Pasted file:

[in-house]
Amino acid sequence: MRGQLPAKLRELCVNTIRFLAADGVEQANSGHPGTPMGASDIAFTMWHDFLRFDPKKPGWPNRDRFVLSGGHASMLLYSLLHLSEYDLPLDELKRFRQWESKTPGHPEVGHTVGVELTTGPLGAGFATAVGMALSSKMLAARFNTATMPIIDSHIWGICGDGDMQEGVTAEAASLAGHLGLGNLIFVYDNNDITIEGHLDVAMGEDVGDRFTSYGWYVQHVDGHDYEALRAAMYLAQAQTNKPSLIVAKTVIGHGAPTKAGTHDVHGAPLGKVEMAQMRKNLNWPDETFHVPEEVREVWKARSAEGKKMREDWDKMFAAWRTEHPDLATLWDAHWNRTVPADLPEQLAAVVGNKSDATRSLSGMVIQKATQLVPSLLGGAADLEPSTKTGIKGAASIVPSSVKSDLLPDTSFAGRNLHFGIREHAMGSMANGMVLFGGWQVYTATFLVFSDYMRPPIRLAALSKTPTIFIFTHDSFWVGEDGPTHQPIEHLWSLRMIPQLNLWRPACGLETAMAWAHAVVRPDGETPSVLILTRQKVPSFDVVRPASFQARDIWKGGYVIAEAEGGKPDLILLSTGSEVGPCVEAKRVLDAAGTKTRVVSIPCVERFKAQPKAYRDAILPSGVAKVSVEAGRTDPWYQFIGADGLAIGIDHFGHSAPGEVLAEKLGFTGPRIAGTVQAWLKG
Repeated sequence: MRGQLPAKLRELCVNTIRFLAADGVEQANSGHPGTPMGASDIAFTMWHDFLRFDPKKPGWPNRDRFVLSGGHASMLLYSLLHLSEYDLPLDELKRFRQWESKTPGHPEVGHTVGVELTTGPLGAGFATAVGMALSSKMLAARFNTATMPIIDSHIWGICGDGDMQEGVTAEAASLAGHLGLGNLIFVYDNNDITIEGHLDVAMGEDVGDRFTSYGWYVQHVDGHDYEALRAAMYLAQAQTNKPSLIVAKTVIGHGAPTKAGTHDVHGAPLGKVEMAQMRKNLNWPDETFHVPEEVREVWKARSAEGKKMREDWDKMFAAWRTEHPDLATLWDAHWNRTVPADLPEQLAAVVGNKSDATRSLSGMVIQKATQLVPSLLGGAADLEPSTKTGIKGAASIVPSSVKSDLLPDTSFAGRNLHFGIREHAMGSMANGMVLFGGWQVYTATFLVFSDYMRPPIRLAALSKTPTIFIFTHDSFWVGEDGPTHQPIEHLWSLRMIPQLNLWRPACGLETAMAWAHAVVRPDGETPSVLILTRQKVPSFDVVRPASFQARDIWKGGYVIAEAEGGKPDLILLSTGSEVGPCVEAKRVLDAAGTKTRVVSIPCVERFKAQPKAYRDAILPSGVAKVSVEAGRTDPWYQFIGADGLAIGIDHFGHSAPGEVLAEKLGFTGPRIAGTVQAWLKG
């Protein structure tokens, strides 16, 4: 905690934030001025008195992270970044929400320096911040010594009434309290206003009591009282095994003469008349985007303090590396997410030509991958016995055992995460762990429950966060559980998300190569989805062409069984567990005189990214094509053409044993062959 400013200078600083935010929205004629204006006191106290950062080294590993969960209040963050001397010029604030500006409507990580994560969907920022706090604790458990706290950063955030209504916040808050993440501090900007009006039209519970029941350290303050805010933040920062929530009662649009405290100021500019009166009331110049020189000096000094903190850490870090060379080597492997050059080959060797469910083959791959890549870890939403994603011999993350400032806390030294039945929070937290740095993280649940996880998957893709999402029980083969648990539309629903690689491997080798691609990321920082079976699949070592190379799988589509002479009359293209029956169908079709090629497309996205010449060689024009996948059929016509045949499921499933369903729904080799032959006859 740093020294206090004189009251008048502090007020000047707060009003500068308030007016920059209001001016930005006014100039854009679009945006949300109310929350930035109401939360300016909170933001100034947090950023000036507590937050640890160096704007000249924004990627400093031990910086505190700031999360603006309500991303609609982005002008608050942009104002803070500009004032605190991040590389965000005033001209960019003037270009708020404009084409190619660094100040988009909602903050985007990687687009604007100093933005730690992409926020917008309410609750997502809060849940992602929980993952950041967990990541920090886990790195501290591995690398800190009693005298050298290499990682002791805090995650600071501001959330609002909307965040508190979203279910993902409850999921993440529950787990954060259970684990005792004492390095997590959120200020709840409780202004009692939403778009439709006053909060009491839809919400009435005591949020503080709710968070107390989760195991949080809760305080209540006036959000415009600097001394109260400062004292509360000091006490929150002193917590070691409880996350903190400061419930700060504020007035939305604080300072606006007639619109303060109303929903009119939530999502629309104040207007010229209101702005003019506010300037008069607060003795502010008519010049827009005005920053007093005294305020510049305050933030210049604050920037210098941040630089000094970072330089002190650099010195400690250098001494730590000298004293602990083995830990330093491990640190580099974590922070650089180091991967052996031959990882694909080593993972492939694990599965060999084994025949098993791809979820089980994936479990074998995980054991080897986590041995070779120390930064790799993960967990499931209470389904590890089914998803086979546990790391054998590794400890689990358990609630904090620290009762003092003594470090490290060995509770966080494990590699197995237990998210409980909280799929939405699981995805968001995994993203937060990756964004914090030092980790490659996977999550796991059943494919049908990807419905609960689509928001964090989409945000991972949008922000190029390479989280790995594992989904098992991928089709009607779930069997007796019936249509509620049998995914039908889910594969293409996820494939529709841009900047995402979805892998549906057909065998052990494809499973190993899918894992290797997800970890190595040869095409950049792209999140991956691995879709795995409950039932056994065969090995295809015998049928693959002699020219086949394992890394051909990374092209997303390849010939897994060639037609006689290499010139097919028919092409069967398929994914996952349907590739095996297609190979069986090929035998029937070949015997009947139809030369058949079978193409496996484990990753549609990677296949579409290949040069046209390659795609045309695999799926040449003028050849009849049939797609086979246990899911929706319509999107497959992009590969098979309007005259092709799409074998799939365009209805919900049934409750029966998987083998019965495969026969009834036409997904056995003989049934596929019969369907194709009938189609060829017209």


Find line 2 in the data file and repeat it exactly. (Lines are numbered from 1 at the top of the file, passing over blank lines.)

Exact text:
Amino acid sequence: MRGQLPAKLRELCVNTIRFLAADGVEQANSGHPGTPMGASDIAFTMWHDFLRFDPKKPGWPNRDRFVLSGGHASMLLYSLLHLSEYDLPLDELKRFRQWESKTPGHPEVGHTVGVELTTGPLGAGFATAVGMALSSKMLAARFNTATMPIIDSHIWGICGDGDMQEGVTAEAASLAGHLGLGNLIFVYDNNDITIEGHLDVAMGEDVGDRFTSYGWYVQHVDGHDYEALRAAMYLAQAQTNKPSLIVAKTVIGHGAPTKAGTHDVHGAPLGKVEMAQMRKNLNWPDETFHVPEEVREVWKARSAEGKKMREDWDKMFAAWRTEHPDLATLWDAHWNRTVPADLPEQLAAVVGNKSDATRSLSGMVIQKATQLVPSLLGGAADLEPSTKTGIKGAASIVPSSVKSDLLPDTSFAGRNLHFGIREHAMGSMANGMVLFGGWQVYTATFLVFSDYMRPPIRLAALSKTPTIFIFTHDSFWVGEDGPTHQPIEHLWSLRMIPQLNLWRPACGLETAMAWAHAVVRPDGETPSVLILTRQKVPSFDVVRPASFQARDIWKGGYVIAEAEGGKPDLILLSTGSEVGPCVEAKRVLDAAGTKTRVVSIPCVERFKAQPKAYRDAILPSGVAKVSVEAGRTDPWYQFIGADGLAIGIDHFGHSAPGEVLAEKLGFTGPRIAGTVQAWLKG